Forest Service: There’s morel to fire story |

Forest Service: There’s morel to fire story

After the wildfires of 2002, conditions are ripe on national forests on the Western Slope for a huge crop of morel mushrooms – valued by chefs from Japan to Germany.

After watching the mushroom industry attract hundreds of gatherers to national forests in the Northwest, U.S. Forest Service officials are getting ready for a similar phenomenon in western Colorado.

“Fire stimulates fungus to just go nuts,” said Andy Kratz, botanist for the Forest Service Rocky Mountain Region. And the mixed pine, fir and aspen forests roasted by last summer’s wildfires are ideal picking grounds for the morel, he said.

Fetching $5 a pound when sold to a roadside buyer at the end of a picking day, the morels are carefully packed, trucked to an airport and flown to Pacific Rim countries, Europe and major cities stateside.

Mushroom scouts began sizing up western Colorado wildfires last year, while the embers were still hot, said Randy Wilkerson, Forest Service spokesman in Denver. The scouts are expected to return this spring, as the snow melts, to decide if the morel crop is worth pursuing.

“We won’t know for sure until it happens,” Wilkerson said. “We could have a really wet spring, or not enough moisture, and not get the mushrooms. Or even if we have morels, the harvesters may go elsewhere.

“But we need to be prepared in case 500 people are standing outside our door some morning, waiting for a permit,” he said.

He’s not exaggerating. In 2001, staffers for the Bitterroot National Forest in western Montana sold 1,500 mushroom gathering permits.

Officials for the White River, Routt, Grand Mesa, Uncompahgre, San Juan and Rio Grande national forests are making plans to issue permits, set aside camping areas, map out off-limits areas, publish an informational brochure and post a Web site.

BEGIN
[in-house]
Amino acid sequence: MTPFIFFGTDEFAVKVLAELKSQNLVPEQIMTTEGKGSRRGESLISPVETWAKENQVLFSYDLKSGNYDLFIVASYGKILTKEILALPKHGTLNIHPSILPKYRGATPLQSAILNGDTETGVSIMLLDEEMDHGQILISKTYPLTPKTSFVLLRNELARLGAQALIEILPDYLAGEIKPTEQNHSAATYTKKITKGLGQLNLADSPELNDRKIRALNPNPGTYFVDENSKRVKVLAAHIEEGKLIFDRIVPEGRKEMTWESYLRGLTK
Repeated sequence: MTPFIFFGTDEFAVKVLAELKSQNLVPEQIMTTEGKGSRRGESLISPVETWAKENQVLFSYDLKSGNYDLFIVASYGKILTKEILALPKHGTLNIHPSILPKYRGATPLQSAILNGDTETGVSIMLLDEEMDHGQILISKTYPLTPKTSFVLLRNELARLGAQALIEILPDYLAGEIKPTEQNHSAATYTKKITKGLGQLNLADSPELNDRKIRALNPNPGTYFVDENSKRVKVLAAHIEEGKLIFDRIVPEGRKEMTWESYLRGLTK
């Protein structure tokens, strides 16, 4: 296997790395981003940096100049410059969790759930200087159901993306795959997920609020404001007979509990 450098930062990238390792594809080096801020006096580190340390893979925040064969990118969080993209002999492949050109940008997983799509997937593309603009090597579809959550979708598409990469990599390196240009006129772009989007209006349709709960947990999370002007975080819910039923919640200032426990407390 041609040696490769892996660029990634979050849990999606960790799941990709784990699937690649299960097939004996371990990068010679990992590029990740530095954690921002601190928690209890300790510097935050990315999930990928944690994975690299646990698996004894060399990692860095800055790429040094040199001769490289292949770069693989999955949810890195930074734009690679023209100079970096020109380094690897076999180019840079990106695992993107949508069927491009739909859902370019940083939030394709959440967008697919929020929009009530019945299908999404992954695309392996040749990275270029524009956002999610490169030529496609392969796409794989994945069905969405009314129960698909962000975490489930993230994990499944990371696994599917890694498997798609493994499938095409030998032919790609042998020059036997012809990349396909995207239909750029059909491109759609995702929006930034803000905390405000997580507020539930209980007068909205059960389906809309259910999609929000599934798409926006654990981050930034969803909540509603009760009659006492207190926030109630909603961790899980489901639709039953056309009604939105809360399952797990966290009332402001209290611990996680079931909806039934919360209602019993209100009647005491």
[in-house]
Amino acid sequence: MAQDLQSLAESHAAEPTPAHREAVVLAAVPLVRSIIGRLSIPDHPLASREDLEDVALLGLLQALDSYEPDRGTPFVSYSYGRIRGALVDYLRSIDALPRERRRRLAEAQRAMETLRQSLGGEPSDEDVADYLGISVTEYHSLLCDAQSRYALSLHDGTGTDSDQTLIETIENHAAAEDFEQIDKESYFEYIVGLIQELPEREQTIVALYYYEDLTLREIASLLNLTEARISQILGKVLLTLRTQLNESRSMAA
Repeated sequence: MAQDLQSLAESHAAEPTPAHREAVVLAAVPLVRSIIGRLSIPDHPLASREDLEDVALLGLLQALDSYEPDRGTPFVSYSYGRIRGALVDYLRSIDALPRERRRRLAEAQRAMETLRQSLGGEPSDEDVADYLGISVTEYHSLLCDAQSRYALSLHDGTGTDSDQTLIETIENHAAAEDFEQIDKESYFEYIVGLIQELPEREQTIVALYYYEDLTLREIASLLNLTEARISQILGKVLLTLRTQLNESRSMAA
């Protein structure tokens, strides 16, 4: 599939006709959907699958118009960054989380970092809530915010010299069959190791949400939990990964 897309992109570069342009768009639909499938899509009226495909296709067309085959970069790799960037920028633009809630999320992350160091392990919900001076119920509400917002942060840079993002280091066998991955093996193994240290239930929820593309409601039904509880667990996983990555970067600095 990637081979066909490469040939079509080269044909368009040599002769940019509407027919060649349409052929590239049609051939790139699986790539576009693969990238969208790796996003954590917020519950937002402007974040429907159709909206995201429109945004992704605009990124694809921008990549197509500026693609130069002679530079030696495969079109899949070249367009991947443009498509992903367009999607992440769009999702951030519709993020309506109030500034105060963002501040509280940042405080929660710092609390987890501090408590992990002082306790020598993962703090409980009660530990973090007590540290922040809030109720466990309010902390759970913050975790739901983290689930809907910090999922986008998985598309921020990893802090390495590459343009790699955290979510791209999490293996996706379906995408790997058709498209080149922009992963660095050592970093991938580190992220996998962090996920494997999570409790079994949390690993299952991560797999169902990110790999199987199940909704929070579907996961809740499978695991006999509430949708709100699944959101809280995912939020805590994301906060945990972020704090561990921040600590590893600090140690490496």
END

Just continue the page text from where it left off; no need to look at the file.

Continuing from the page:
Mushroom gatherers, who are often Asian-Americans and Asian immigrants, are well aware that they must obtain a permit, which generally runs about $20 a week, per person. Buyers, who set up a roadside station, are required to ask each gatherer for their permit number so they know they’re getting legal mushrooms, according to Dick Dieckman, forester for the Rocky Mountain Region.

In Washington and Oregon, Forest Service staffers distribute multi-lingual materials and hire translators to communicate with the gatherers.

“We’re aware that could be a problem,” said Wilkerson. “The important thing is to open the lines of communication.”

Mushroom gathering is hard work that takes agility, endurance and an eye for likely mushroom fruiting spots. Gatherers usually strap an open plastic trash can on their backs. Their hands are free to cut the mushroom and toss it back into the can, Dieckman said.

“It’s becoming a bigger business. More people are getting interested, because you can make a lot of money,” he said. “The collectors eke out a living, but the buyers with the right connections can make a lot.

“In the Pacific Northwest, it’s a $1 million-a-year business. There’s a big markup once that stuff gets out of the woods,” Dieckman said.

The first year after a wildfire is usually the best for harvesting mushrooms, Kratz said. “People go after the first big flush. These mushrooms really pop up after a fire, but they disappear after the forest recovers.”

The gathering season may last a few weeks or a couple of months, depending on weather and how the fire burned. Mushrooms grow best in lightly or moderately burned areas.

The fungal fruits don’t emerge until the soil temperature tops 50 degrees, which can happen more quickly than usual on charred ground.

Wilkerson expects to hear from mushroom scouts by late March or early April, and said the picking season – if conditions hold – would start in May.

Contact Heather McGregor: 945-8515, ext. 517

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